Friday, October 28, 2011

6 Pro Tips for Marketing to Digital Natives

I've heard it said that we (those over 35) are "immigrants" to the technological culture, meaning that we came from a world that existed before we were all glued to our electronics. The people younger than us are "natives" - they've had a cell phone in their hands, a computer on their laps and an Ipod in their ears for their whole adult lives (or longer).

If you're looking to establish your brand to these folks, I suggest that you read the following article. It's one of the best ones I've come across. The author puts a definitely positive spin on this digital generation's earnest dislike of the hard sell and gives alternative means to making friends with them on their turf.

6 Pro Tips for Marketing to Digital Natives

Tuesday, October 18, 2011

Artists on the Edge

Like many artists, Beth and I are struggling to maintain financial equilibrium in an economy that seems akin to a serious earthquake. While the life of an independent artist has never been without its share of minor tremors, we are currently experiencing some awfully big shocks that are threatening our ability to stay in business. Wouldn’t it be a shame if we had to switch careers at a time when we’re at the top or our game, when we feel like we have the most to share with children and teachers?

Before you get any ideas to the contrary, please know that Beth and I have no intention of giving up our lives as children’s musicians. We will continue to search for ways to trim our expenses and create more income. In the last year, we’ve examined our expenditures and saved quite a bit of money as a result. We’ve also invested a tremendous amount of time into marketing, becoming much more proactive when it comes to reaching our existing and potential clients.

We have also expanded and improved our programs. Since moving to our home in Yorktown Heights, New York, we’ve added new assemblies on wellness (Beth & Scott’s Nutrition Mission), character education (Do the Right Thing!) and, not coincidentally, financial education (Money Matters). We’ve seen tremendous growth in our song writing program, Creating a New Hit Song, not just in the number of clients who regularly book it, but in its usefulness to teachers.

Sadly, there are clients who have lost their funding. State and federal grants – once plentiful for schools in need - are harder to come by resulting in a decreasing number of opportunities for students in these districts. Just today, we found out that a school where we’ve had tremendous success for the last three years has lost their funding. By all measures (including test scores) our song writing program was an unqualified success according to the principal and the teachers. In fact, last year we were asked to speak at this school’s moving up ceremony where we were presented with an award for our commitment to the children of that city. As wonderful as it felt to be accepted and honored in that community three months ago, today it feels like we were declared “expendable”.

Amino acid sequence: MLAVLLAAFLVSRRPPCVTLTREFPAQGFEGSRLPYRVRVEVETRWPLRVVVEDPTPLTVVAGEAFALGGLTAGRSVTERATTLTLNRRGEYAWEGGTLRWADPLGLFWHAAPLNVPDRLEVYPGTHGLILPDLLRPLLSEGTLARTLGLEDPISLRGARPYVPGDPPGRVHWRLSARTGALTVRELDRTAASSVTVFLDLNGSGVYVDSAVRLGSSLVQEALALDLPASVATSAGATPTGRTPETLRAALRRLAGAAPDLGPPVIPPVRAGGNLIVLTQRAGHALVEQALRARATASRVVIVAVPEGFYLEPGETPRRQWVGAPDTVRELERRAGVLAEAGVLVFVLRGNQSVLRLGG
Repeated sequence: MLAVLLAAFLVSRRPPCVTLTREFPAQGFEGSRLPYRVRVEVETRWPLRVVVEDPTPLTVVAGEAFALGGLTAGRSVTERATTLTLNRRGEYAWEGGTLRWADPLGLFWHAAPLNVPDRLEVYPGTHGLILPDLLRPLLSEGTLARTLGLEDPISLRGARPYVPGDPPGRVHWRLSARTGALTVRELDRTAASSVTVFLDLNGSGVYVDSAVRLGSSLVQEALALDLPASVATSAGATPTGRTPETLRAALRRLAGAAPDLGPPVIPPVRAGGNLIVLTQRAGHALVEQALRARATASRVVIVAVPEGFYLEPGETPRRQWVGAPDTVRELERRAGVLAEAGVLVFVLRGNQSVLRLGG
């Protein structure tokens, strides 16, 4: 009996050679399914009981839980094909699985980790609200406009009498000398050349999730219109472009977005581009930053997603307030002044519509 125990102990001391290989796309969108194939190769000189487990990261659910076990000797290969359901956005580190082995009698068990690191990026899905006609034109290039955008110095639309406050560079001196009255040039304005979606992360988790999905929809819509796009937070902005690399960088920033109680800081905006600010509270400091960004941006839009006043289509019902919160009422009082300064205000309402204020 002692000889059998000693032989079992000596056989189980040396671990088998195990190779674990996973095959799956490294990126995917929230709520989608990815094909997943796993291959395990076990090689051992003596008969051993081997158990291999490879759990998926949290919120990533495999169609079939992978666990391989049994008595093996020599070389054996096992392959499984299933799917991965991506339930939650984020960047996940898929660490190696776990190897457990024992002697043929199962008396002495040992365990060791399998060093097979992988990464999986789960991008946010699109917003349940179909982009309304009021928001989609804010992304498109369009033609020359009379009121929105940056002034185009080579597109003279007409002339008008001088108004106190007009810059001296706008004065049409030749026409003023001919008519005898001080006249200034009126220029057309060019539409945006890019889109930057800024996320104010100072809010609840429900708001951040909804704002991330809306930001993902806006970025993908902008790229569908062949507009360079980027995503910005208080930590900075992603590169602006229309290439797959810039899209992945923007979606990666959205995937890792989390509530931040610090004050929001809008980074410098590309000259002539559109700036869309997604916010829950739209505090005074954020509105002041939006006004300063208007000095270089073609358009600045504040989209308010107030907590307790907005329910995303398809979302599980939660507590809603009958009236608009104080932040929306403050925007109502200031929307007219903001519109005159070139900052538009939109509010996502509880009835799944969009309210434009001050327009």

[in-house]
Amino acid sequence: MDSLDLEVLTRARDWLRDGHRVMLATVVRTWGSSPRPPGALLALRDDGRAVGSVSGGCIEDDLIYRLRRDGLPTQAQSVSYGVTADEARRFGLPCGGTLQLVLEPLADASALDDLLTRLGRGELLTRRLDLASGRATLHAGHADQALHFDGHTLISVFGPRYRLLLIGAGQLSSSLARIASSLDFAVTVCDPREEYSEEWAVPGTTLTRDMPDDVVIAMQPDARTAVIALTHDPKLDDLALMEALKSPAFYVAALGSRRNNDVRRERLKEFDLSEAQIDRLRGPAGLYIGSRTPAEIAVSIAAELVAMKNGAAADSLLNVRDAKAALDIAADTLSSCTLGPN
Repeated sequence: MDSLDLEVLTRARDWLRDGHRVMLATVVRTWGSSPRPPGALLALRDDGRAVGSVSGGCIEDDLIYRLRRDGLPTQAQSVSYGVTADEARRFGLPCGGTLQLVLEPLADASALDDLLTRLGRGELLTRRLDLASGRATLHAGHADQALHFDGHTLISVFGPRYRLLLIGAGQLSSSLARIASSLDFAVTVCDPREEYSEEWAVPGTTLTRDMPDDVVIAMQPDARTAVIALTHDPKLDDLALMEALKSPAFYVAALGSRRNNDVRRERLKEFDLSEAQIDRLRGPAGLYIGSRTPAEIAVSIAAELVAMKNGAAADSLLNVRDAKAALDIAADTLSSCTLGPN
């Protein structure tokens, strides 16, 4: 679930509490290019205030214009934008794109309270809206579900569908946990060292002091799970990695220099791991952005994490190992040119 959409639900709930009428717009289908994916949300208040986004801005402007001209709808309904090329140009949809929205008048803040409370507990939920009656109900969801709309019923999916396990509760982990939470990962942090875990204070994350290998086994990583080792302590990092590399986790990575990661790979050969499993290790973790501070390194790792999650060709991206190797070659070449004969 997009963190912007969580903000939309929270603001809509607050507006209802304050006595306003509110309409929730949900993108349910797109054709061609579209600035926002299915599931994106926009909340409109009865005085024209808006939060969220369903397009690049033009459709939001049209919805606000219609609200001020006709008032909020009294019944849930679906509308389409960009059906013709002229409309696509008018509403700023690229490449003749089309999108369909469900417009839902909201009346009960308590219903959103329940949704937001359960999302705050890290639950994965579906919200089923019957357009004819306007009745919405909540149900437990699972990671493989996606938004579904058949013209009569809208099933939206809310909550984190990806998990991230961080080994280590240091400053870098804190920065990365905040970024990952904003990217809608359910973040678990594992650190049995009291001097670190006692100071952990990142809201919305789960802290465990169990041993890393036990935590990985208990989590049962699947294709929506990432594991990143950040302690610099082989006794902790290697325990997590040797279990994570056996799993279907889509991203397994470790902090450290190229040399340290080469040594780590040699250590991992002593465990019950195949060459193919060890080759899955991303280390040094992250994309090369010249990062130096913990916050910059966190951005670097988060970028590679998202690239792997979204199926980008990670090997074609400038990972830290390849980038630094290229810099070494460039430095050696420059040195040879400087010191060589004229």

During most of the last twenty years, Beth and I were fortunate to see our income rise and our lifestyle improve. Married in 1992, we moved from a small apartment in New York City when we had children to a co-op in Westchester and finally to our own home in 2006. Like most Americans, we believed that hard work and education in one’s field were the ticket to consistent expansion and, eventually, a well-deserved retirement. In the meantime, we never longed for much in the way of material goods. To us, happiness has always been about enjoying our job, our family and friends and serving the community with our talent. And while we weren’t immune to the advantages of comfortable, beautiful things, most of our purchases were reasonable. Our choice has always been to measure our life not by what we were able to afford, but by how much time we were able to spend doing what we love with the people we love.